Today Turkey voted yes on Erdogan’s referendum to increase substantially the presidential powers he possess. By doing this, he removes the office of Prime Minister, weakens the parliamentary by preventing it from declaring no confidence votes on ministers and the president, provides Erdogan the power to select however many judges and vice presidents he wants and streamlines decree control, allowing him to create legislature personally and quickly.
Basically, Erdogan is now vastly more powerful within Turkey, and is one of the most powerful legislatively wise political leaders in the world. Democratically(ish) anyway.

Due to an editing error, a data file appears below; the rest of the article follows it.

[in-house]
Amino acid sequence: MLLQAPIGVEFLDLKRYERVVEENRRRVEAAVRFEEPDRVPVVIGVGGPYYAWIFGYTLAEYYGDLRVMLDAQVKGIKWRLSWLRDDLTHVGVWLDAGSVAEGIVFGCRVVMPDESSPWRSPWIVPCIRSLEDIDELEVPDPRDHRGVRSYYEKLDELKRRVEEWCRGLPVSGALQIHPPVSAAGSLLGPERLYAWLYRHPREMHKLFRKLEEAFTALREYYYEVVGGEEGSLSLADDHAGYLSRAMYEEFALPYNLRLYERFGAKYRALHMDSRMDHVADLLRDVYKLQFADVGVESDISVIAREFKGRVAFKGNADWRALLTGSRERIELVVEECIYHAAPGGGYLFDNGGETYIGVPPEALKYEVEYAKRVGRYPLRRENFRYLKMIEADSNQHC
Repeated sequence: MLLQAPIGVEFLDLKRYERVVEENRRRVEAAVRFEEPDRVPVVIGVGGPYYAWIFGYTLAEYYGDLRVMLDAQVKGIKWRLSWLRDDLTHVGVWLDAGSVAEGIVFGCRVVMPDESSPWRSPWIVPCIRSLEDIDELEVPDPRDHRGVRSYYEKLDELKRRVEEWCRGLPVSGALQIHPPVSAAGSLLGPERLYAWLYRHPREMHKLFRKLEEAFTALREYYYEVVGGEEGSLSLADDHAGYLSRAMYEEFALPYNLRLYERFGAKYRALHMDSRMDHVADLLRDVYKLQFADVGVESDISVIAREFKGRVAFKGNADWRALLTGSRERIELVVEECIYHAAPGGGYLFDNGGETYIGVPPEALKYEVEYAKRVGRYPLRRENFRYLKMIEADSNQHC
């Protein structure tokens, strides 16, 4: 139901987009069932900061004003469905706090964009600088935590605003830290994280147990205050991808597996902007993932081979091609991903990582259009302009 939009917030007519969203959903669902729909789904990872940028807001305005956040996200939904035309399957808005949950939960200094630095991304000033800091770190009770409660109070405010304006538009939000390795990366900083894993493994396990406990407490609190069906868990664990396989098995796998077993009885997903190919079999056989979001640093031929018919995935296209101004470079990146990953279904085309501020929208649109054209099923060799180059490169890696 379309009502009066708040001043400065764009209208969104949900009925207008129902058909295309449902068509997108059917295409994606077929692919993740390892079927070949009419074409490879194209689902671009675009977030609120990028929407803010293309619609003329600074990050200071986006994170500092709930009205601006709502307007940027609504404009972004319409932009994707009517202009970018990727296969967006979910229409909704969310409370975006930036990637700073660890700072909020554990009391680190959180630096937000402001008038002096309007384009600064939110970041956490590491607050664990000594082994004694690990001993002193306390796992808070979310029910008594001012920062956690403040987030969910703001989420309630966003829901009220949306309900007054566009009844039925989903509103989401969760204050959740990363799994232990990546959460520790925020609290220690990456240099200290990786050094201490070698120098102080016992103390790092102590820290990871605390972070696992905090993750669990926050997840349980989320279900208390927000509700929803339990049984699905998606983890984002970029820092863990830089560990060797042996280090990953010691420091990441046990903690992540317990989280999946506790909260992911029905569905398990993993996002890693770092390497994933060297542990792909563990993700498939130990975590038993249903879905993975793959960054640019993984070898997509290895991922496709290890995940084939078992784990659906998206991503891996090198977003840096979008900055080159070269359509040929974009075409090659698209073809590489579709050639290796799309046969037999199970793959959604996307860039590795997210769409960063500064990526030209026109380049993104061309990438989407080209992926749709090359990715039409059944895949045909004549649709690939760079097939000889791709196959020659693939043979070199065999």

Although close, the vote is final and confirms a longstanding trend of Erdogan’s and Turkey’s advent towards authoritarianism, with currently no conceivable measure of returning to a more democratic and parliamentary form of government, certainly not with the military the (surprising) defenders of liberal democracy in turkey for decades.
This is another dangerous shift that corner of the world is turning towards, and if elections in Europe go down similar paths, and more authoritative leaders begin to lead in Europe, the middle-east and indeed the America’s, I worry what such loud and volatile personalities could lead their nations into.
The Atlantic: Turkey’s referendum: how democracies decline